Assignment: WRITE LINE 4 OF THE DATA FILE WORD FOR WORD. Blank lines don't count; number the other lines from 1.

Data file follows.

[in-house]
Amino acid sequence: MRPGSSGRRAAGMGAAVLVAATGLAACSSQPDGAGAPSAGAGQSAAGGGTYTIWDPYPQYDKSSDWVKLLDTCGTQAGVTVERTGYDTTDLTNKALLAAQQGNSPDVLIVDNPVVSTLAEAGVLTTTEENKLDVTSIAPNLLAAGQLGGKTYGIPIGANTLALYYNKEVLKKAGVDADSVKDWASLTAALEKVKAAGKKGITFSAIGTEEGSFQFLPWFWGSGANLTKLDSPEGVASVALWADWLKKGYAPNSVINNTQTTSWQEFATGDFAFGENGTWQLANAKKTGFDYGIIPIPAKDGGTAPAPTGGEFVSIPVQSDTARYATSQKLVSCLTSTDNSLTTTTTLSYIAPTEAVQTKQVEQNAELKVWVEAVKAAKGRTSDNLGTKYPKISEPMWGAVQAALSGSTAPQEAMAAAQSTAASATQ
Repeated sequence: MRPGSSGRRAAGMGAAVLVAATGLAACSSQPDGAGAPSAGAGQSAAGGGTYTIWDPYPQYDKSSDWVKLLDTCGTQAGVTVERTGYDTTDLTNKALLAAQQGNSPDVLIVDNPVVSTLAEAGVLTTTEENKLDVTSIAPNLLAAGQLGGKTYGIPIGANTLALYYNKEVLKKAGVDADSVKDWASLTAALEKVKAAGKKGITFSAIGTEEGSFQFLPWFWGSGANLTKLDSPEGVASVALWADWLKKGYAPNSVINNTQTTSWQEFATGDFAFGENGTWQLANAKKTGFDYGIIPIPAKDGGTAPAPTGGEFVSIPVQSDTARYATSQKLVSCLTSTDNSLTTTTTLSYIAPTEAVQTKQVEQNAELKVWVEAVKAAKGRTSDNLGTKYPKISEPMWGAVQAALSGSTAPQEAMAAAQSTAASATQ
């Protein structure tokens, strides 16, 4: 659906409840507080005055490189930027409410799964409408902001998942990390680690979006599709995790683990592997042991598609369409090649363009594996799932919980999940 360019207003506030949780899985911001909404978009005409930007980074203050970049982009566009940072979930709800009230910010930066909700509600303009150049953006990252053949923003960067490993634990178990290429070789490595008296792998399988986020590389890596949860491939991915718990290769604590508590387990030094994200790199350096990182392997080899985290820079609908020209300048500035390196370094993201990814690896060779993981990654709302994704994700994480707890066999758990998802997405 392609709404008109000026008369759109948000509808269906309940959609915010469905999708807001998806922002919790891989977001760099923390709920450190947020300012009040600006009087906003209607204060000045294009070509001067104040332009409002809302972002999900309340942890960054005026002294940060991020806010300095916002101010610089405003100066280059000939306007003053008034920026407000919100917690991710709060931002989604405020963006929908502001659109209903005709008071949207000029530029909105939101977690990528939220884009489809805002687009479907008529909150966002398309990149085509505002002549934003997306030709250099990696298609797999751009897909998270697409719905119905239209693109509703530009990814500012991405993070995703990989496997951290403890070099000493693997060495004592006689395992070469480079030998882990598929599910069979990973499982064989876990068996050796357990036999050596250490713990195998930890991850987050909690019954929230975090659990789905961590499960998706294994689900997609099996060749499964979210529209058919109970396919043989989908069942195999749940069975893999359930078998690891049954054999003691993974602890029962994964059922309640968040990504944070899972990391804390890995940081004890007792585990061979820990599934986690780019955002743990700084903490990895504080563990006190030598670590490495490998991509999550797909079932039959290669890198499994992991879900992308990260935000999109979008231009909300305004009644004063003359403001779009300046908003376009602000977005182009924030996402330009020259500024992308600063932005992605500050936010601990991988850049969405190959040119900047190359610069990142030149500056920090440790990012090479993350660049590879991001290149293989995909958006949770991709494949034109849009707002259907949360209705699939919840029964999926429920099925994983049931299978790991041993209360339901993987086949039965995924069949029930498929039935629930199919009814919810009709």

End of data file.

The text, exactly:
């Protein structure tokens, strides 16, 4: 659906409840507080005055490189930027409410799964409408902001998942990390680690979006599709995790683990592997042991598609369409090649363009594996799932919980999940 360019207003506030949780899985911001909404978009005409930007980074203050970049982009566009940072979930709800009230910010930066909700509600303009150049953006990252053949923003960067490993634990178990290429070789490595008296792998399988986020590389890596949860491939991915718990290769604590508590387990030094994200790199350096990182392997080899985290820079609908020209300048500035390196370094993201990814690896060779993981990654709302994704994700994480707890066999758990998802997405 392609709404008109000026008369759109948000509808269906309940959609915010469905999708807001998806922002919790891989977001760099923390709920450190947020300012009040600006009087906003209607204060000045294009070509001067104040332009409002809302972002999900309340942890960054005026002294940060991020806010300095916002101010610089405003100066280059000939306007003053008034920026407000919100917690991710709060931002989604405020963006929908502001659109209903005709008071949207000029530029909105939101977690990528939220884009489809805002687009479907008529909150966002398309990149085509505002002549934003997306030709250099990696298609797999751009897909998270697409719905119905239209693109509703530009990814500012991405993070995703990989496997951290403890070099000493693997060495004592006689395992070469480079030998882990598929599910069979990973499982064989876990068996050796357990036999050596250490713990195998930890991850987050909690019954929230975090659990789905961590499960998706294994689900997609099996060749499964979210529209058919109970396919043989989908069942195999749940069975893999359930078998690891049954054999003691993974602890029962994964059922309640968040990504944070899972990391804390890995940081004890007792585990061979820990599934986690780019955002743990700084903490990895504080563990006190030598670590490495490998991509999550797909079932039959290669890198499994992991879900992308990260935000999109979008231009909300305004009644004063003359403001779009300046908003376009602000977005182009924030996402330009020259500024992308600063932005992605500050936010601990991988850049969405190959040119900047190359610069990142030149500056920090440790990012090479993350660049590879991001290149293989995909958006949770991709494949034109849009707002259907949360209705699939919840029964999926429920099925994983049931299978790991041993209360339901993987086949039965995924069949029930498929039935629930199919009814919810009709």